In the Czech imagination, the poetic impulse is strongly tinged with gloom and morbidity. This tendency is offset when, as typically happens, morbidity is delivered with an ironic smile by your Czech poet, be he (rarely she) a writer, rocker, or politician.
The short version: Eat, drink, make love, and be merry, poetically. Add to this a fierce individualism and you begin to understand this recollection of Ivan Martin Jirous:
One of the greatest Czech poets has died, a man who was very elegant in his soul though he may have appeared rough on the surface and maybe even a little unkind, if we take all his excesses into account. But as a poet he was truly gentle”
– music critic Vojtěch Lindaur.
Jirous died in Prague on the night of 9-10 November, aged 67. His memorial service took place yesterday on the symbol-heavy date of 17 November. The last rites for a man known to all as Magor (“Loony”), never photographed without a mug of beer in hand (he was also a great lover of the hard stuff), a bohemian in every way, were held in Prague’s Jesuit church with the bishop of Prague officiating.
Jirous’ potted biography (Plastic People manager, jailed dissident, multiple award-winning poet) can be found easily online, so I won’t reprise it here. Václav Havel’s office released a statement saying in part,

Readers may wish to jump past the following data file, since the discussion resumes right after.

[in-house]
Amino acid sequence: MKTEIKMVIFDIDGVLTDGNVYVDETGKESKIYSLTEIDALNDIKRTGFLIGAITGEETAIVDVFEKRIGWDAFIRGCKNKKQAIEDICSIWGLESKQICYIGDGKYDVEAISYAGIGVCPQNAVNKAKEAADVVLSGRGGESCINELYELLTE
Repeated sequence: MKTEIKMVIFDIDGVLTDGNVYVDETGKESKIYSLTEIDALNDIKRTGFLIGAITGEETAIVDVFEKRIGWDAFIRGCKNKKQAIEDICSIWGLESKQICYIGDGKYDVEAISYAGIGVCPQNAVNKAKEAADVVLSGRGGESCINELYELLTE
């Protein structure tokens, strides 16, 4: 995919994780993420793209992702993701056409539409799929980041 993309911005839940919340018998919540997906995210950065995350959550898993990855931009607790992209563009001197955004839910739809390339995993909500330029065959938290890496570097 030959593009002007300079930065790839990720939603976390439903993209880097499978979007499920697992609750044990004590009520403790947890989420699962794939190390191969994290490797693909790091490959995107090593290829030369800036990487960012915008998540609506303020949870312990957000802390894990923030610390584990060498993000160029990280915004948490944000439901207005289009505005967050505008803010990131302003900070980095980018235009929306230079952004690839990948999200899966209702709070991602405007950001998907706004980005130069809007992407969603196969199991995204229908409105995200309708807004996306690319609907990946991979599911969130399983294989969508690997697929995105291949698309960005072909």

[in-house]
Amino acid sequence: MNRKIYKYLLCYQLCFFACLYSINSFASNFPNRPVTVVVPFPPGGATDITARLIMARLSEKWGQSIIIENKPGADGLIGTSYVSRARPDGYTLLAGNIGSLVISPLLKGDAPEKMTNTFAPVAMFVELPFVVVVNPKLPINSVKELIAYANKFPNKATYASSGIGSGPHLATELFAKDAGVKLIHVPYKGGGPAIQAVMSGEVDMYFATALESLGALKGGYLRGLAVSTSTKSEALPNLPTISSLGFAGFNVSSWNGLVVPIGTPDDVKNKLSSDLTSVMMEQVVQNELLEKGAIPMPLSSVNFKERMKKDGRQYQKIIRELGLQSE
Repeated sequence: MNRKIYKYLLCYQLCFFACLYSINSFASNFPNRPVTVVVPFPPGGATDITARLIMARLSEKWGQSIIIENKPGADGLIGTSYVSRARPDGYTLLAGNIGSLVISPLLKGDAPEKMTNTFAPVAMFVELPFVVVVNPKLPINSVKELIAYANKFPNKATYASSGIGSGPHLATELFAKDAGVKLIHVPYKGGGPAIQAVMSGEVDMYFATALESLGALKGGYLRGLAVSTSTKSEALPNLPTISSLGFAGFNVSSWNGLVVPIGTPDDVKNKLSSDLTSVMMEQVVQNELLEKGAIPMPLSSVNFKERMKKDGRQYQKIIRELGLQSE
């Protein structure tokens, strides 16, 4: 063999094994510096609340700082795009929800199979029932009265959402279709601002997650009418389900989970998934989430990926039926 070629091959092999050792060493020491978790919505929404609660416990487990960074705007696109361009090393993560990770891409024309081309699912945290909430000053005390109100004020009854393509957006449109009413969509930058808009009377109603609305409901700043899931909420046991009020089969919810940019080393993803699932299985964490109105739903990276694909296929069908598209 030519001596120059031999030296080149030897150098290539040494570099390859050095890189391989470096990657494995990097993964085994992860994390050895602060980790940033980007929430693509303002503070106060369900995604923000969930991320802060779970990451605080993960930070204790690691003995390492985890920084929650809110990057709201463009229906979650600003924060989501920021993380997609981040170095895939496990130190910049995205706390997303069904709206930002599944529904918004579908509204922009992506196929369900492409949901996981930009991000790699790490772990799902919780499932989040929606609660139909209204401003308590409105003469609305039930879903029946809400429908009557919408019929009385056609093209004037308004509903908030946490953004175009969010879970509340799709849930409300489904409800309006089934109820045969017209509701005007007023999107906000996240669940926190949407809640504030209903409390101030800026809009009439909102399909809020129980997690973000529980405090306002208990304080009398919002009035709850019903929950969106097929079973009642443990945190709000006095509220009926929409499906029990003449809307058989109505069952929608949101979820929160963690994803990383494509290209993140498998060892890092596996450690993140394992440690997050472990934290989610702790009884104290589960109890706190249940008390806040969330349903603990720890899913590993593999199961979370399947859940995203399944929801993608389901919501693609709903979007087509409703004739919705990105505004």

He was my good friend for many years. He influenced social change in our country in important ways, and I am glad that Magor lived to see better times.”
The service for Jirous took place 174 years to the day after the same ceremony was held in the same church for the pre-eminent Czech romantic poet, Karel Hynek Mácha, and 22 years on from the day the Velvet Revolution began in Prague when a procession of students to Mácha’s grave became an impromptu protest march against the regime.
Jirous was, maybe, a neo-romantic in that he sought release through excess at a time when excess was punishable as “hooliganism.” Did he outlive his time? I hope Havel is right, and that people like him still have something to say even in these times when excess has become ordinary.